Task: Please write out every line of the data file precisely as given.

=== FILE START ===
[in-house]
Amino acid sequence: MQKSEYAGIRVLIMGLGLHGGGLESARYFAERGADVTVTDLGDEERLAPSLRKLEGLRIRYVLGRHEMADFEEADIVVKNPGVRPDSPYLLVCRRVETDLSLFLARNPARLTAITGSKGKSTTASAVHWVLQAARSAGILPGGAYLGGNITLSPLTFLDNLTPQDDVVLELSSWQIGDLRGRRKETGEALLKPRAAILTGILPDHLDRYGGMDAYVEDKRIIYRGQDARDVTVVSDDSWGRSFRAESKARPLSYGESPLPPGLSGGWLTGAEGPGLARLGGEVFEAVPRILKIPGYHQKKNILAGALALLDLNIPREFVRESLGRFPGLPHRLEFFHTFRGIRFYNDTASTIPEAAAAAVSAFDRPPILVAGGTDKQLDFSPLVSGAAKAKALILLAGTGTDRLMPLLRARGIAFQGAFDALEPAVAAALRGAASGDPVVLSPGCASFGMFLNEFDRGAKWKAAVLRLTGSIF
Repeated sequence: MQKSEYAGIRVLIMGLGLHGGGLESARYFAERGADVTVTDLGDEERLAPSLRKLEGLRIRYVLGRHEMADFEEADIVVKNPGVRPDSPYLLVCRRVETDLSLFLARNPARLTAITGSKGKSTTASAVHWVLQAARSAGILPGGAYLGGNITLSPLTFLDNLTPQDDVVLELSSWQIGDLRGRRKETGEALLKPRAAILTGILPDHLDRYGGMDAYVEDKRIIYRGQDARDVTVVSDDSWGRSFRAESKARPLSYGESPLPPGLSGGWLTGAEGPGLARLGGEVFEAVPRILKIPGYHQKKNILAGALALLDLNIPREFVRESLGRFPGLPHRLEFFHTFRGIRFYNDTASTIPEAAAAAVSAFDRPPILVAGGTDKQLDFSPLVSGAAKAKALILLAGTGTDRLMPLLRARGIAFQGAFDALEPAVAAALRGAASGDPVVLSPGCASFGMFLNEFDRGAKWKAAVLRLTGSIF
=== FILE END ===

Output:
[in-house]
Amino acid sequence: MQKSEYAGIRVLIMGLGLHGGGLESARYFAERGADVTVTDLGDEERLAPSLRKLEGLRIRYVLGRHEMADFEEADIVVKNPGVRPDSPYLLVCRRVETDLSLFLARNPARLTAITGSKGKSTTASAVHWVLQAARSAGILPGGAYLGGNITLSPLTFLDNLTPQDDVVLELSSWQIGDLRGRRKETGEALLKPRAAILTGILPDHLDRYGGMDAYVEDKRIIYRGQDARDVTVVSDDSWGRSFRAESKARPLSYGESPLPPGLSGGWLTGAEGPGLARLGGEVFEAVPRILKIPGYHQKKNILAGALALLDLNIPREFVRESLGRFPGLPHRLEFFHTFRGIRFYNDTASTIPEAAAAAVSAFDRPPILVAGGTDKQLDFSPLVSGAAKAKALILLAGTGTDRLMPLLRARGIAFQGAFDALEPAVAAALRGAASGDPVVLSPGCASFGMFLNEFDRGAKWKAAVLRLTGSIF
Repeated sequence: MQKSEYAGIRVLIMGLGLHGGGLESARYFAERGADVTVTDLGDEERLAPSLRKLEGLRIRYVLGRHEMADFEEADIVVKNPGVRPDSPYLLVCRRVETDLSLFLARNPARLTAITGSKGKSTTASAVHWVLQAARSAGILPGGAYLGGNITLSPLTFLDNLTPQDDVVLELSSWQIGDLRGRRKETGEALLKPRAAILTGILPDHLDRYGGMDAYVEDKRIIYRGQDARDVTVVSDDSWGRSFRAESKARPLSYGESPLPPGLSGGWLTGAEGPGLARLGGEVFEAVPRILKIPGYHQKKNILAGALALLDLNIPREFVRESLGRFPGLPHRLEFFHTFRGIRFYNDTASTIPEAAAAAVSAFDRPPILVAGGTDKQLDFSPLVSGAAKAKALILLAGTGTDRLMPLLRARGIAFQGAFDALEPAVAAALRGAASGDPVVLSPGCASFGMFLNEFDRGAKWKAAVLRLTGSIF